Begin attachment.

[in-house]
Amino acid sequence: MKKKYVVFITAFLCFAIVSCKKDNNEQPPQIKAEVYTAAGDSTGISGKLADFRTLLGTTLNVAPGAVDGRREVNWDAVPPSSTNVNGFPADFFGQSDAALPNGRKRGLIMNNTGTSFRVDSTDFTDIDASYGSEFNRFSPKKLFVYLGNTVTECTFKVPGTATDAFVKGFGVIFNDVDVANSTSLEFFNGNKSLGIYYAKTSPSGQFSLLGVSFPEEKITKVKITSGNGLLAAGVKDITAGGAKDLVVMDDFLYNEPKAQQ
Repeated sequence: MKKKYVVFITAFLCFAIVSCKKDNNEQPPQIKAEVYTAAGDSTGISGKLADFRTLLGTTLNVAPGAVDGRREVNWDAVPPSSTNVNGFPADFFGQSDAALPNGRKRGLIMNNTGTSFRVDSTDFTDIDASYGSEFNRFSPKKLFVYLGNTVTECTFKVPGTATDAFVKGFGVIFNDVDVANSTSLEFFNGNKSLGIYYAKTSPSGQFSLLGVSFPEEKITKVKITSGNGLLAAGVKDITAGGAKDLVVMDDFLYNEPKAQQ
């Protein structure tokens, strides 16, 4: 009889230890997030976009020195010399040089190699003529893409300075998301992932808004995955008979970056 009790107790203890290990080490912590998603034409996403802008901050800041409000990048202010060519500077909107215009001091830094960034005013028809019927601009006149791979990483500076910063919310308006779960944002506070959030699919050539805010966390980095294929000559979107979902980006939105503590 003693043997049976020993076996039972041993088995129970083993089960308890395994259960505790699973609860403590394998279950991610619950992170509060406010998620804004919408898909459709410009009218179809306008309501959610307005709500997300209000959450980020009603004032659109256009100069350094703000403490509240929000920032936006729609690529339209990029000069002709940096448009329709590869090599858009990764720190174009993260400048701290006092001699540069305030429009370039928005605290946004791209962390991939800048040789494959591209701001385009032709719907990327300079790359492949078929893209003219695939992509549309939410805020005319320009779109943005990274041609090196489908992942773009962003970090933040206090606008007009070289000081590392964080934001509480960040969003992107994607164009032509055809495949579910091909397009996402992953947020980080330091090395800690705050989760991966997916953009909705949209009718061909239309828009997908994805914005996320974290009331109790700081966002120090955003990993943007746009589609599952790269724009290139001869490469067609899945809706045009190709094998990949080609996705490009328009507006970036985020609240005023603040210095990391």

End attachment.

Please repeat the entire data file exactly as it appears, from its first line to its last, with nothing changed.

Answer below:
[in-house]
Amino acid sequence: MKKKYVVFITAFLCFAIVSCKKDNNEQPPQIKAEVYTAAGDSTGISGKLADFRTLLGTTLNVAPGAVDGRREVNWDAVPPSSTNVNGFPADFFGQSDAALPNGRKRGLIMNNTGTSFRVDSTDFTDIDASYGSEFNRFSPKKLFVYLGNTVTECTFKVPGTATDAFVKGFGVIFNDVDVANSTSLEFFNGNKSLGIYYAKTSPSGQFSLLGVSFPEEKITKVKITSGNGLLAAGVKDITAGGAKDLVVMDDFLYNEPKAQQ
Repeated sequence: MKKKYVVFITAFLCFAIVSCKKDNNEQPPQIKAEVYTAAGDSTGISGKLADFRTLLGTTLNVAPGAVDGRREVNWDAVPPSSTNVNGFPADFFGQSDAALPNGRKRGLIMNNTGTSFRVDSTDFTDIDASYGSEFNRFSPKKLFVYLGNTVTECTFKVPGTATDAFVKGFGVIFNDVDVANSTSLEFFNGNKSLGIYYAKTSPSGQFSLLGVSFPEEKITKVKITSGNGLLAAGVKDITAGGAKDLVVMDDFLYNEPKAQQ
């Protein structure tokens, strides 16, 4: 009889230890997030976009020195010399040089190699003529893409300075998301992932808004995955008979970056 009790107790203890290990080490912590998603034409996403802008901050800041409000990048202010060519500077909107215009001091830094960034005013028809019927601009006149791979990483500076910063919310308006779960944002506070959030699919050539805010966390980095294929000559979107979902980006939105503590 003693043997049976020993076996039972041993088995129970083993089960308890395994259960505790699973609860403590394998279950991610619950992170509060406010998620804004919408898909459709410009009218179809306008309501959610307005709500997300209000959450980020009603004032659109256009100069350094703000403490509240929000920032936006729609690529339209990029000069002709940096448009329709590869090599858009990764720190174009993260400048701290006092001699540069305030429009370039928005605290946004791209962390991939800048040789494959591209701001385009032709719907990327300079790359492949078929893209003219695939992509549309939410805020005319320009779109943005990274041609090196489908992942773009962003970090933040206090606008007009070289000081590392964080934001509480960040969003992107994607164009032509055809495949579910091909397009996402992953947020980080330091090395800690705050989760991966997916953009909705949209009718061909239309828009997908994805914005996320974290009331109790700081966002120090955003990993943007746009589609599952790269724009290139001869490469067609899945809706045009190709094998990949080609996705490009328009507006970036985020609240005023603040210095990391």